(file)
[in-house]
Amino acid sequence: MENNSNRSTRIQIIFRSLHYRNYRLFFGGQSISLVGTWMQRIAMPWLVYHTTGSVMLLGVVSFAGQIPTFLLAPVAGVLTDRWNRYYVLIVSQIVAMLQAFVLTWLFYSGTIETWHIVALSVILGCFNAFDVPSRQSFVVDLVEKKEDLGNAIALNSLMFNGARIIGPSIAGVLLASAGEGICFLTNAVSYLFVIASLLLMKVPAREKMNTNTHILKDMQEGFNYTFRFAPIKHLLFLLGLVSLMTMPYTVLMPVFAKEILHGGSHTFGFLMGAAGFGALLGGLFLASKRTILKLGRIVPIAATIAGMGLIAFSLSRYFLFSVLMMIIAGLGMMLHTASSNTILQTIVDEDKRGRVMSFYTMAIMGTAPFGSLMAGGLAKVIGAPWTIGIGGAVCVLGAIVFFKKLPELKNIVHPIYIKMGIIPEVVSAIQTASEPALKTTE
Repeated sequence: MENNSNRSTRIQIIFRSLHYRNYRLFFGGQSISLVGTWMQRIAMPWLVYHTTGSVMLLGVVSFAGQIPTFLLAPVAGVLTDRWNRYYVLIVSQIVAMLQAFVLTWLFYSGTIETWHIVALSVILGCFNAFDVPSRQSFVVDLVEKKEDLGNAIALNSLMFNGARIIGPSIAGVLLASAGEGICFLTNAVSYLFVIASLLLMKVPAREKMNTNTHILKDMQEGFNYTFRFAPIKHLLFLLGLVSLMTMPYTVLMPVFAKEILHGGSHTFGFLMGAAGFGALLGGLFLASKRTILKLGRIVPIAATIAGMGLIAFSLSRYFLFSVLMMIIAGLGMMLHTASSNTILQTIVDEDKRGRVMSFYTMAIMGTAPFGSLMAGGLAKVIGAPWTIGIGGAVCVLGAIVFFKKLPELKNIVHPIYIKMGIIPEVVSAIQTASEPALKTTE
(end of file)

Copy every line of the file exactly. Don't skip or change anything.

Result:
[in-house]
Amino acid sequence: MENNSNRSTRIQIIFRSLHYRNYRLFFGGQSISLVGTWMQRIAMPWLVYHTTGSVMLLGVVSFAGQIPTFLLAPVAGVLTDRWNRYYVLIVSQIVAMLQAFVLTWLFYSGTIETWHIVALSVILGCFNAFDVPSRQSFVVDLVEKKEDLGNAIALNSLMFNGARIIGPSIAGVLLASAGEGICFLTNAVSYLFVIASLLLMKVPAREKMNTNTHILKDMQEGFNYTFRFAPIKHLLFLLGLVSLMTMPYTVLMPVFAKEILHGGSHTFGFLMGAAGFGALLGGLFLASKRTILKLGRIVPIAATIAGMGLIAFSLSRYFLFSVLMMIIAGLGMMLHTASSNTILQTIVDEDKRGRVMSFYTMAIMGTAPFGSLMAGGLAKVIGAPWTIGIGGAVCVLGAIVFFKKLPELKNIVHPIYIKMGIIPEVVSAIQTASEPALKTTE
Repeated sequence: MENNSNRSTRIQIIFRSLHYRNYRLFFGGQSISLVGTWMQRIAMPWLVYHTTGSVMLLGVVSFAGQIPTFLLAPVAGVLTDRWNRYYVLIVSQIVAMLQAFVLTWLFYSGTIETWHIVALSVILGCFNAFDVPSRQSFVVDLVEKKEDLGNAIALNSLMFNGARIIGPSIAGVLLASAGEGICFLTNAVSYLFVIASLLLMKVPAREKMNTNTHILKDMQEGFNYTFRFAPIKHLLFLLGLVSLMTMPYTVLMPVFAKEILHGGSHTFGFLMGAAGFGALLGGLFLASKRTILKLGRIVPIAATIAGMGLIAFSLSRYFLFSVLMMIIAGLGMMLHTASSNTILQTIVDEDKRGRVMSFYTMAIMGTAPFGSLMAGGLAKVIGAPWTIGIGGAVCVLGAIVFFKKLPELKNIVHPIYIKMGIIPEVVSAIQTASEPALKTTE